An accounting alternative that was issued by the Financial Accounting Standards Board (FASB) on March 20 would – if certain conditions are met – exempt private companies from applying variable interest entity (VIE) guidance to lessors under common-control leasing arrangements.
Under the new guidance – FASB Accounting Standards Update No. 2014-07, Applying Variable Interest Entities Guidance to Common Control Leasing Arrangements – the private company would instead make certain disclosures about the lessor and the leasing arrangement.
The alternative was approved by the Private Company Council (PCC), which works with the FASB to enhance the relevance and reduce the complexity of certain standards for private companies that prepare US GAAP-based financial statements.
According to the GAAP alternative, a private company lessee could elect not to apply VIE guidance to a lessor when the following conditions are met:
- The private company lessee and the lessor are under common control.
- The private company lessee has a leasing arrangement with the lessor.
- Substantially all of the activity between the private company lessee and the lessor is related to the leasing activities (including supporting leasing activities) between those two companies.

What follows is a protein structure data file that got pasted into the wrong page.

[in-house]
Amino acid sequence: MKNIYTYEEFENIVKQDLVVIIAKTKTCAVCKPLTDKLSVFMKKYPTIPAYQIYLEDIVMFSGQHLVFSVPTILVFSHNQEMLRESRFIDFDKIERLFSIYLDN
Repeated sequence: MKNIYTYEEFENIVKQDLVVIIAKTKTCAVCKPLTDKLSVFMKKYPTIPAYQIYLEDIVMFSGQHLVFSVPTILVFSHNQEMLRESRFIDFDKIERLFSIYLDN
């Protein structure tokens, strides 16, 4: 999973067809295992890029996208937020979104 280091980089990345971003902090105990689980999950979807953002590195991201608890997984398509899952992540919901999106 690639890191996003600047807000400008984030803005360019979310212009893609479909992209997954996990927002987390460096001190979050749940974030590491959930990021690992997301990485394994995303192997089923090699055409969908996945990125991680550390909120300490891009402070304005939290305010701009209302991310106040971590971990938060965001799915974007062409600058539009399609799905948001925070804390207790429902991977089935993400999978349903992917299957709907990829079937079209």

- If the private company lessee explicitly guarantees or provides collateral for any obligation of the lessor related to the asset leased by the private company, then the principal amount of the obligation at inception does not exceed the value of the asset leased by the private company from the lessor.
If elected, the accounting alternative would be applied to all leasing arrangements meeting the alternative’s conditions.
“The disclosures under this alternative provide useful lessor-related information for users of private company financial statements, while reducing costs and complexity for private company lessees that apply VIE guidance,” FASB Chairman Russell Golden said in a written statement. “Therefore, the alternative meets the overall objective of the Private Company Decision-Making Framework for addressing the needs of private company stakeholders.”
According to the FASB, the alternative should be applied retrospectively to all periods presented, and is effective for annual periods beginning after December 15, 2014, and interim periods within annual periods beginning after December 15, 2015. Early application is permitted for all financial statements that have not yet been issued.
About Jason Bramwell
Jason Bramwell is a staff writer and editor for AccountingWEB. He has nearly 20 years of experience in print and online media as a journalist and editor.